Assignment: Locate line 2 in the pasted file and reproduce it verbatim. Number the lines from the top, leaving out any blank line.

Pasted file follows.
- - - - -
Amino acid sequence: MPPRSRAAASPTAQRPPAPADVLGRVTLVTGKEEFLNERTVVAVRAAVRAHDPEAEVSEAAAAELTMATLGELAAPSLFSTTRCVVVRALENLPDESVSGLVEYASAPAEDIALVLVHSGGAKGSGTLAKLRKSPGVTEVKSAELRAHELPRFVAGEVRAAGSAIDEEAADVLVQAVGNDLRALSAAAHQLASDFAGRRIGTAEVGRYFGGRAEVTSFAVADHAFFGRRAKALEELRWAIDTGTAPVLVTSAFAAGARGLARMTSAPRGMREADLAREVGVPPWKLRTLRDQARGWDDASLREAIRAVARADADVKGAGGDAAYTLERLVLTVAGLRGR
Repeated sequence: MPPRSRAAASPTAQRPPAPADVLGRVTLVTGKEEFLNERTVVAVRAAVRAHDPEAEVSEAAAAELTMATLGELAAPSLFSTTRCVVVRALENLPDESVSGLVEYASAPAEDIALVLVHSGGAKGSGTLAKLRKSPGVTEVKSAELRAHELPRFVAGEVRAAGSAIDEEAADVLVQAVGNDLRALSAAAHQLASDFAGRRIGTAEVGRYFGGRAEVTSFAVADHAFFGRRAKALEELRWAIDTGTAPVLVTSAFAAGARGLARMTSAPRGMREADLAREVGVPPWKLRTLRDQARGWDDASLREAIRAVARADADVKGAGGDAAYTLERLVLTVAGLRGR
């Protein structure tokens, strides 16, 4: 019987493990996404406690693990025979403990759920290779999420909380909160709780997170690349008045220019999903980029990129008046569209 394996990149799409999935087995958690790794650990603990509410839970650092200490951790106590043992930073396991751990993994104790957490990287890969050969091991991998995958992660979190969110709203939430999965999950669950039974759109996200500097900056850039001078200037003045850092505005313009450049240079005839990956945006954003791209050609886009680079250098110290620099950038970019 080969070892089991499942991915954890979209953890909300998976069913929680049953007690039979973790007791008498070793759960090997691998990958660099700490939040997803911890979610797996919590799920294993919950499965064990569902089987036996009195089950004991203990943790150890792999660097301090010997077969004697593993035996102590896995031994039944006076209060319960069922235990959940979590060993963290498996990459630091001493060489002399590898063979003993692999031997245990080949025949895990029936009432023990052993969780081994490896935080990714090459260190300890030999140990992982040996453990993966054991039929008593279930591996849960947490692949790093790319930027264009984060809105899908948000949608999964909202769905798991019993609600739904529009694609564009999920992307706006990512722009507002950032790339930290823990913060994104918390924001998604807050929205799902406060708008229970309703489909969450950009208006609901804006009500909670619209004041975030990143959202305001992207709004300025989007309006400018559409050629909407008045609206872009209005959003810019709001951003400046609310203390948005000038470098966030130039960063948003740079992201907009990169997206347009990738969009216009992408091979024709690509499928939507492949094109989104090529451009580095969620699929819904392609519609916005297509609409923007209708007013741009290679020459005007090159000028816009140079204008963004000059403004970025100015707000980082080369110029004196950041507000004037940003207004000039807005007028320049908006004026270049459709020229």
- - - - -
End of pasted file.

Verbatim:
Repeated sequence: MPPRSRAAASPTAQRPPAPADVLGRVTLVTGKEEFLNERTVVAVRAAVRAHDPEAEVSEAAAAELTMATLGELAAPSLFSTTRCVVVRALENLPDESVSGLVEYASAPAEDIALVLVHSGGAKGSGTLAKLRKSPGVTEVKSAELRAHELPRFVAGEVRAAGSAIDEEAADVLVQAVGNDLRALSAAAHQLASDFAGRRIGTAEVGRYFGGRAEVTSFAVADHAFFGRRAKALEELRWAIDTGTAPVLVTSAFAAGARGLARMTSAPRGMREADLAREVGVPPWKLRTLRDQARGWDDASLREAIRAVARADADVKGAGGDAAYTLERLVLTVAGLRGR